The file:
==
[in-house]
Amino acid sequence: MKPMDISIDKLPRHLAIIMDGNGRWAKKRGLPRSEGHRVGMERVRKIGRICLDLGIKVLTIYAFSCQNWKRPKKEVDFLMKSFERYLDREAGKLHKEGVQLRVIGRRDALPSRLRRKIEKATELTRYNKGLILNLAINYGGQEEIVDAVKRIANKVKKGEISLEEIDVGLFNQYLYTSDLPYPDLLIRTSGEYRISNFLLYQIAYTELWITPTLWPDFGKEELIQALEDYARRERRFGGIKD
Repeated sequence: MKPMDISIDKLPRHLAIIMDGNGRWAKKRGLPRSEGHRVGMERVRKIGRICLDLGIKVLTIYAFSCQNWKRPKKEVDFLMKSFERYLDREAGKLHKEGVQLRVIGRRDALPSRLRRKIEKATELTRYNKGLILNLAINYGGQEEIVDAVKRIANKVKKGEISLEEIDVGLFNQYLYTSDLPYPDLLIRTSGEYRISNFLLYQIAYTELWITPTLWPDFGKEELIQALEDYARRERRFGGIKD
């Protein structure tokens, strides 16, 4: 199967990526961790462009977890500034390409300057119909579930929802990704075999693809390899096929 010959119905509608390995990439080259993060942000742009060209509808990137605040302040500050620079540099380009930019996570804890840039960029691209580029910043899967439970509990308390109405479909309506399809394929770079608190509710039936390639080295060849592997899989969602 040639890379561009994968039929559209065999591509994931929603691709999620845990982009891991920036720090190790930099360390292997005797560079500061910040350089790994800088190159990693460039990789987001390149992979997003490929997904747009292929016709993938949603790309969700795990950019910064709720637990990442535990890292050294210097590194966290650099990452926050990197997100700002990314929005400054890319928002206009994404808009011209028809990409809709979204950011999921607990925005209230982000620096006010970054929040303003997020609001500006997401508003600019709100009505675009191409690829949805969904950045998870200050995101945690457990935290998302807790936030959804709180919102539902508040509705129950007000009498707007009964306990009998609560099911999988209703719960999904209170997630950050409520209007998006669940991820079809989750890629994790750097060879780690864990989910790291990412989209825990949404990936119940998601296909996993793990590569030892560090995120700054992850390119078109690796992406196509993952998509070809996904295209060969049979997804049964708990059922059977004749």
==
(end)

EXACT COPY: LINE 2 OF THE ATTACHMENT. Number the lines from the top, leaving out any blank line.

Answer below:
Amino acid sequence: MKPMDISIDKLPRHLAIIMDGNGRWAKKRGLPRSEGHRVGMERVRKIGRICLDLGIKVLTIYAFSCQNWKRPKKEVDFLMKSFERYLDREAGKLHKEGVQLRVIGRRDALPSRLRRKIEKATELTRYNKGLILNLAINYGGQEEIVDAVKRIANKVKKGEISLEEIDVGLFNQYLYTSDLPYPDLLIRTSGEYRISNFLLYQIAYTELWITPTLWPDFGKEELIQALEDYARRERRFGGIKD